RefAid app being used in Idomeni, Greece. Photo: MattImages

Taylor thinks it has good intentions but says "I feel like it's taken on a life of its own. Everyone talking about tech solutions is creating a lot of noise and not a lot of solutions. If 5,000 ideas come out of it, there's only ever going to be a minority which are executed and are useful for the refugee crisis."

Taylor, originally from Palo Alto in California, witnessed the beginning of the internet and helped organisations such as Microsoft, Dell, Netscape, BT and M&S with their early websites and user experience. She describes attending a London hackathon as one of the most disappointing experiences: "It was a bunch of enthusiastic people who had no tech experience, coming up with completely crazy ideas — things that would probably take 20 years to implement."

This fits with a view of hackathons as 'vanity projects' producing dormant websites that have been built over the course of a weekend. It's what's known as the 'app graveyard', where ill-thought out tech solutions go to die.

Taylor built The Refugee Aid App one weekend in November because her business is a tech company "whereas," she says "if you're starting from scratch it would take six to nine months to build. Building tech solutions always takes two or three developers at a minimum, so those are salaries of a minimum of £80,000 a year."

After a month of talking to NGOs to get a "real sense of the issues" Taylor's app now has many large organisations on board including the British and Italian Red Cross and Save the Children. The platform and mobile app is live in the UK, Italy, and Greece, with plans to expand into Europe and eventually the Middle East.

The database collates information on the location of aid — food, shelter, legal aid, medical care, etc in various countries — useful for aid organisations and for refugees. It's the first ever platform to show all aid by organisation and type, making it possible to improve efficiency and decrease costs of aid delivery for all participating NGOs.

Techfugees, meanwhile, is an entirely voluntary community, sustained through donations and self-funding. But Taylor argues that what’s needed is funding conferences for solutions, because realistically, not many people are going to have the resources to self-fund something which is going to support five million refugees in Europe: "Who has that kind of money? Except Google?"

Taylor's advice is 'more coordination, less self-promotion': "When you think about it logically, how many tech start-ups could you need for a population whose basic needs are food, shelter, jobs and language courses?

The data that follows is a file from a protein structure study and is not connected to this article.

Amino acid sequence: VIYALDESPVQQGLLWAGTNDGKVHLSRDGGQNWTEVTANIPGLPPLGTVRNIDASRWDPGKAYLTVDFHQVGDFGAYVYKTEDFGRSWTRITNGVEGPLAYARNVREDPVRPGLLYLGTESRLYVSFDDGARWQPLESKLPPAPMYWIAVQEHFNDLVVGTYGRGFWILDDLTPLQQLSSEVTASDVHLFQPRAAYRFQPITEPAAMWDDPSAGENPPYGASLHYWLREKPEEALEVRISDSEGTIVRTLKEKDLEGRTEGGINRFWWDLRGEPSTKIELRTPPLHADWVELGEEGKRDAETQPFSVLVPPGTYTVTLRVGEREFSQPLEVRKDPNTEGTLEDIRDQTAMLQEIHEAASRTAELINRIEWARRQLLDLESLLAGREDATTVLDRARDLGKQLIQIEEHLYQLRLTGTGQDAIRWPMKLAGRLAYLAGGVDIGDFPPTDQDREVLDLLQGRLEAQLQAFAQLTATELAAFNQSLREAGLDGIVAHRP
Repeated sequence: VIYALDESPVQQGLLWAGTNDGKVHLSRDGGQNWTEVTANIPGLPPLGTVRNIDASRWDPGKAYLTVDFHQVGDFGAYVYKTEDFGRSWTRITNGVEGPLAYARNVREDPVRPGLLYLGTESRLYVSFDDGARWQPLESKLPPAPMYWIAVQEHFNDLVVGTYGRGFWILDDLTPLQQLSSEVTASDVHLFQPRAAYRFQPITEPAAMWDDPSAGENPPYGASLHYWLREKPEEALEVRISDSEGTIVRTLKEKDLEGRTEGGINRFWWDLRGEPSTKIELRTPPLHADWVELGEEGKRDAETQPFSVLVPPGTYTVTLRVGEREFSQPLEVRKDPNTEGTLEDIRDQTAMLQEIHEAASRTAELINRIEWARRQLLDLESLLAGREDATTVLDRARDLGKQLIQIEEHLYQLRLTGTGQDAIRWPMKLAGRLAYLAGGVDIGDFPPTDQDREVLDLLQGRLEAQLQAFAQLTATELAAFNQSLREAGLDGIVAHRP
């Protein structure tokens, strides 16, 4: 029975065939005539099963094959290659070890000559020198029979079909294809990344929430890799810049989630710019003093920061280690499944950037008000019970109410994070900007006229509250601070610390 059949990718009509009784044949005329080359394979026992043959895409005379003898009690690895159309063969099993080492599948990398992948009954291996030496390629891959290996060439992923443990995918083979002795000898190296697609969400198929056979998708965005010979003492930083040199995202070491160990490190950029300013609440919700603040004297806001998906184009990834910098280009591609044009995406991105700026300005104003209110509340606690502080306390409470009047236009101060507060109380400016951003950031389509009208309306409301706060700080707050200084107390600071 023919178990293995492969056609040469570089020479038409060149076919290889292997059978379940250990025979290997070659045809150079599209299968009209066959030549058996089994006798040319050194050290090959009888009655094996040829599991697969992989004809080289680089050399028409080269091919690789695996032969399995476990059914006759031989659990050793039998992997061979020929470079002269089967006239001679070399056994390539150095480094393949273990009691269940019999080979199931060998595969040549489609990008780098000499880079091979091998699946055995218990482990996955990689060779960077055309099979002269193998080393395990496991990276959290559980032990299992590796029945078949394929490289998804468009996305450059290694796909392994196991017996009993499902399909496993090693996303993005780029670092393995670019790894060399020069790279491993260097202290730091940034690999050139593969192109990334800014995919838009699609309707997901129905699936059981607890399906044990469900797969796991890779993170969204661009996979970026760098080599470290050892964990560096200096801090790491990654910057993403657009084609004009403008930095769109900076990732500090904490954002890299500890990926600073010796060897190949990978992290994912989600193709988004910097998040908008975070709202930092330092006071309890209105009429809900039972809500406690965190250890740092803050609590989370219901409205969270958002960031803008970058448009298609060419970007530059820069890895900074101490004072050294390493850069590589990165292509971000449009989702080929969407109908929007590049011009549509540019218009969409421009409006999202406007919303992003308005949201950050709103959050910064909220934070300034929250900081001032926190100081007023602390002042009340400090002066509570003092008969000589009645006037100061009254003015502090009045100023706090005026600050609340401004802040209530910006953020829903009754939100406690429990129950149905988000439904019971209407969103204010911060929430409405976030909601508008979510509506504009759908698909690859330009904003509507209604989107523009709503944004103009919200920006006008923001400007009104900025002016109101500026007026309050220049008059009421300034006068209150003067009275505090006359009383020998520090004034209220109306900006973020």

"There's a lot of good things happening in the London tech scene but there's also a whole boys club here, if you’re not a guy under 30 your chances of being taking seriously are very slim. I don't know how many times I've had men speak down to me, and I'm like 'hello I’ve been in tech longer than you've been alive!"

The proportion of women in the tech sector is just 17% but in London there is a move to disrupt the male-dominated image of the tech industry.

Tottenham Hale's Ada college — named after Londoner Ada Lovelace, widely known as the world’s first computer programmer — aims to boost the number of women inventing apps, launching start-ups and writing code.

Kimi Lawrie at the Techfugees London hackathon back in October. Photo: Mike Butcher (2015)

It's something Kimi Lawrie and Han Pham experienced when they launched Empower Hack, which is 150 mostly-female volunteers working on solutions for female refugees specifically. Lawrie says "by earmarking solutions for women, a lot of men have been hesitant to get involved."

Their first hackathon in London focused on violence, health and education. As a result the group are working on Herstory in partnership with NGO Intaliqi, a safe online environment for refugee women to share their stories of gender based violence.

At the first Empower Hack hackathon speakers give presentations on the issues faced by women refugees. Photo: Will Edgecom (2015)

Lawrie explains that Hababy — a play on the Arabic Habibi, meaning my darling, an expression of love — is an app supporting pregnant refugee women by 'sharing information in a culturally aware context'. Here, one of their partners is the London School of Hygiene and Tropical Medicine.

According to Lawrie the tech scene in London has been incredibly supportive of Empower Hack: "People understand how privileged we are to live in one of the most expensive, high tech cities in the world, and all they want to do is help. It's about channelling the complex infrastructure we have here into something meaningful and altruistic."